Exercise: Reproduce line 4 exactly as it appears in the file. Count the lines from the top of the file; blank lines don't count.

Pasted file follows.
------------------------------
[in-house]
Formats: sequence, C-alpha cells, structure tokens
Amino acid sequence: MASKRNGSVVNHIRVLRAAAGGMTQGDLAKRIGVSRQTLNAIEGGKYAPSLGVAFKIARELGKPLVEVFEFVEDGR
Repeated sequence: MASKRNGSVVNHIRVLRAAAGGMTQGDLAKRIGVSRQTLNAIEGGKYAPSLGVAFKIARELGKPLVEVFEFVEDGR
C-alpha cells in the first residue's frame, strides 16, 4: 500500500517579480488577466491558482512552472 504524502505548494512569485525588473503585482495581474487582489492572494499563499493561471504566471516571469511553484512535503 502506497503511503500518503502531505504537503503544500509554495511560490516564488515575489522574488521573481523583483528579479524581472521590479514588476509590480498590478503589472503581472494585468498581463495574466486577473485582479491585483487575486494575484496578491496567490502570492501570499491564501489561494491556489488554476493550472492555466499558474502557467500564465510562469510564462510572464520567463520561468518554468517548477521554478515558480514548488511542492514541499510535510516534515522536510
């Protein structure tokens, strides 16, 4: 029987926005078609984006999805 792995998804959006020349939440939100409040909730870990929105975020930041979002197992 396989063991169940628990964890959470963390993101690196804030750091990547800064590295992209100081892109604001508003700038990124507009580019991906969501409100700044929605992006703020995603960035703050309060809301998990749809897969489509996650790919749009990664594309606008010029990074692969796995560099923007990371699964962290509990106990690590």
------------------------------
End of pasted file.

Repeated sequence: MASKRNGSVVNHIRVLRAAAGGMTQGDLAKRIGVSRQTLNAIEGGKYAPSLGVAFKIARELGKPLVEVFEFVEDGR